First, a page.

Saturday, 1 December 2012

Robotics;Notes - Episode 8

Kidnapped and whisked away by men in black, it seems as if the Robotics Club has gotten itself in some rather major trouble...

...or not, as it turns out, as the group are simply dragged off to JAXA, where they're introduced to Nae Tennouji, an employee of the space agency who seems willing to offer the group exactly what they're looking for - assistance and funding in building a giant robot.  Although all of this seems too good to be true (and the presence of Aki's father blatantly suggests that strings are being pulled), nobody is going to look that kind of gift horse in the mouth... unless you're Aki, who refuses based on the requirement that the group starts work on building a new robot rather than finishing off the GunPro-1.

With that project back to square one, Kai returns to his unusual AI companion and the conspiracy that seems to be at her fingertips (not that AI have fingertips, but you know what I mean...) via the Kimijima reports - indeed, it seems that the means to unlock the second report is at his grasp, provided he can clear a few "flags".  While some of these requirements are easy, others are a little more difficult or time-consuming, and on Kai's part his decision to open up the protective shell of the radar tower at the centre of it all just before a typhoon hits is a stupid and almost deadly one.  Still, ultimately Kai wins the day, pushing us a little deeper into a world of illuminati and conspiracy theories.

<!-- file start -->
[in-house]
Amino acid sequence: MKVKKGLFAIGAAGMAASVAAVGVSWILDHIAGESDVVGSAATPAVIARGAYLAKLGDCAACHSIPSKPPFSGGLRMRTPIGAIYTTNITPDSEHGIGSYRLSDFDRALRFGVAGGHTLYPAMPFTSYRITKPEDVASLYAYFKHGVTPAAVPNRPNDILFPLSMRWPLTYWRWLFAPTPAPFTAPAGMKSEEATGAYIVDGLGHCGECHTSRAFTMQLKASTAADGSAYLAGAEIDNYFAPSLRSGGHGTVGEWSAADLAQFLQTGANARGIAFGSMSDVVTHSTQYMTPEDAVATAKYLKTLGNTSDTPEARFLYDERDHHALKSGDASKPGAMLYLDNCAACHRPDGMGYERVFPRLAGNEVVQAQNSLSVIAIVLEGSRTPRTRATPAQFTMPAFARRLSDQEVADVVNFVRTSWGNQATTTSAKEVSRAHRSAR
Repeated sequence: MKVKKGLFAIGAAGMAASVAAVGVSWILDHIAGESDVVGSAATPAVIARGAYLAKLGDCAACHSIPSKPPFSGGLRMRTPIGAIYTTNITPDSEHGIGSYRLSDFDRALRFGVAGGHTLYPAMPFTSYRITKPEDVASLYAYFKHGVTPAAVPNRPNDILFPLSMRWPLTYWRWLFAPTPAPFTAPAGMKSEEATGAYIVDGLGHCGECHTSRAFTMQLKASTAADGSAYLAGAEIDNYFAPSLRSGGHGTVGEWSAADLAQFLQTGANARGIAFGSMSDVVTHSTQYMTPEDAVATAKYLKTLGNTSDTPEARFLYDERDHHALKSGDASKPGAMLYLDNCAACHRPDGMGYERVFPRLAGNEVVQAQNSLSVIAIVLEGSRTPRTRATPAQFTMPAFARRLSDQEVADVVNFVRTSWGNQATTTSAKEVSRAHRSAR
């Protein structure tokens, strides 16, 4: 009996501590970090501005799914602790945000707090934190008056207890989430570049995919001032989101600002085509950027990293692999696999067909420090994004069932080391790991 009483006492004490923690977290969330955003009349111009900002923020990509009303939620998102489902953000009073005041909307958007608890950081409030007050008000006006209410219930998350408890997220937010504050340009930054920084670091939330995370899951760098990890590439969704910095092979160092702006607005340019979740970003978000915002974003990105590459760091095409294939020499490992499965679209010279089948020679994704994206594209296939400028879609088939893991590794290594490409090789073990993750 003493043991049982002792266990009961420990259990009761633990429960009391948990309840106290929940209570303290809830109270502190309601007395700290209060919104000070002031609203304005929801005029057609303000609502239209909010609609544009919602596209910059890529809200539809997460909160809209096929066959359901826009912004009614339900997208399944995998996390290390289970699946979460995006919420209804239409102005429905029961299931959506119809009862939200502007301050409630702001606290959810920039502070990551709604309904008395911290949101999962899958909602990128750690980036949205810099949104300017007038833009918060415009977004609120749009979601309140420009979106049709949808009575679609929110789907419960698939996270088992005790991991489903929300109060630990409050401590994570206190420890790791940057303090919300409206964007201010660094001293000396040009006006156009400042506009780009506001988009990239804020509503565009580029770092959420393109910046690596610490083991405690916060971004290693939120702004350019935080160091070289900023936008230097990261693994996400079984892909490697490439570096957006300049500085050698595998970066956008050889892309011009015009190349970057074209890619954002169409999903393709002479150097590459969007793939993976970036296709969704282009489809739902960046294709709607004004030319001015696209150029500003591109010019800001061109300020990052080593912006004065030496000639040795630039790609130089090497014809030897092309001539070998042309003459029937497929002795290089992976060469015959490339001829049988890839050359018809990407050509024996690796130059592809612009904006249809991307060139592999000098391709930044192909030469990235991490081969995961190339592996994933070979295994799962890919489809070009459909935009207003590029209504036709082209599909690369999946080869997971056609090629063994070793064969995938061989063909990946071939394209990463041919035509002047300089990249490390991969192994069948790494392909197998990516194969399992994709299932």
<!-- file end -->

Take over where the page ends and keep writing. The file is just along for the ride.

Having felt like we were about to plunge headlong into the real meat of the series after last week's cliffhanger, I can't help but feel some sense of anti-climax here as we quickly shifted back to a slower-moving pace in terms of both the Robotics Club's efforts and Kai's investigations.  This episode also felt a little as if some of its more important moments were almost glosser over while less critical stuff was given more time to sink in - not to the extend of making things confusing, but just enough to feel a little dissatisfied at the end result.  Of course, if Steins;Gate is anything to go by we're still a little way off reaching the peak of the show, and its growing conspiracy and use of technology continues to be plenty interesting enough for the most part.

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